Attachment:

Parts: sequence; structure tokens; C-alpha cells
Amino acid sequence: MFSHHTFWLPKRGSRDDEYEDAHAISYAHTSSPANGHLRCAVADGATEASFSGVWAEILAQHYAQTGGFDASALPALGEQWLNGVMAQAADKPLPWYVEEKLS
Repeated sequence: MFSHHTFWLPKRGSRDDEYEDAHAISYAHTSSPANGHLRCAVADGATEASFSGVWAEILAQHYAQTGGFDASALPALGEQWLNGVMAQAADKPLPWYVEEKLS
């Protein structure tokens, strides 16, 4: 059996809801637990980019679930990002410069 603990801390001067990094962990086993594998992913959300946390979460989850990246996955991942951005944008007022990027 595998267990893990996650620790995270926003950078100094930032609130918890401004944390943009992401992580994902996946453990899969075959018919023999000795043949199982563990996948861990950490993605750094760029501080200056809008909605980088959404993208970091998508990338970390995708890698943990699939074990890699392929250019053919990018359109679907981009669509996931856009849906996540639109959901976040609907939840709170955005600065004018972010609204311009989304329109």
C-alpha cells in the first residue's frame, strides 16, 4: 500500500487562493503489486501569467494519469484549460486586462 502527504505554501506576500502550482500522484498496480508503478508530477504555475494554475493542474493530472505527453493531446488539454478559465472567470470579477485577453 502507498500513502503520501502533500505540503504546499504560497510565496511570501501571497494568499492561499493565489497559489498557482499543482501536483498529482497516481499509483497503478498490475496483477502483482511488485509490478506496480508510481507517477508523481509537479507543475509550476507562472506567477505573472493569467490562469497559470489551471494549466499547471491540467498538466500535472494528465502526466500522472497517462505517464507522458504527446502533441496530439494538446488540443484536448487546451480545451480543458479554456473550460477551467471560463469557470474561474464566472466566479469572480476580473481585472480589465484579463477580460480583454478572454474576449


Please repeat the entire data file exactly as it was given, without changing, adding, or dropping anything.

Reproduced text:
Parts: sequence; structure tokens; C-alpha cells
Amino acid sequence: MFSHHTFWLPKRGSRDDEYEDAHAISYAHTSSPANGHLRCAVADGATEASFSGVWAEILAQHYAQTGGFDASALPALGEQWLNGVMAQAADKPLPWYVEEKLS
Repeated sequence: MFSHHTFWLPKRGSRDDEYEDAHAISYAHTSSPANGHLRCAVADGATEASFSGVWAEILAQHYAQTGGFDASALPALGEQWLNGVMAQAADKPLPWYVEEKLS
């Protein structure tokens, strides 16, 4: 059996809801637990980019679930990002410069 603990801390001067990094962990086993594998992913959300946390979460989850990246996955991942951005944008007022990027 595998267990893990996650620790995270926003950078100094930032609130918890401004944390943009992401992580994902996946453990899969075959018919023999000795043949199982563990996948861990950490993605750094760029501080200056809008909605980088959404993208970091998508990338970390995708890698943990699939074990890699392929250019053919990018359109679907981009669509996931856009849906996540639109959901976040609907939840709170955005600065004018972010609204311009989304329109």
C-alpha cells in the first residue's frame, strides 16, 4: 500500500487562493503489486501569467494519469484549460486586462 502527504505554501506576500502550482500522484498496480508503478508530477504555475494554475493542474493530472505527453493531446488539454478559465472567470470579477485577453 502507498500513502503520501502533500505540503504546499504560497510565496511570501501571497494568499492561499493565489497559489498557482499543482501536483498529482497516481499509483497503478498490475496483477502483482511488485509490478506496480508510481507517477508523481509537479507543475509550476507562472506567477505573472493569467490562469497559470489551471494549466499547471491540467498538466500535472494528465502526466500522472497517462505517464507522458504527446502533441496530439494538446488540443484536448487546451480545451480543458479554456473550460477551467471560463469557470474561474464566472466566479469572480476580473481585472480589465484579463477580460480583454478572454474576449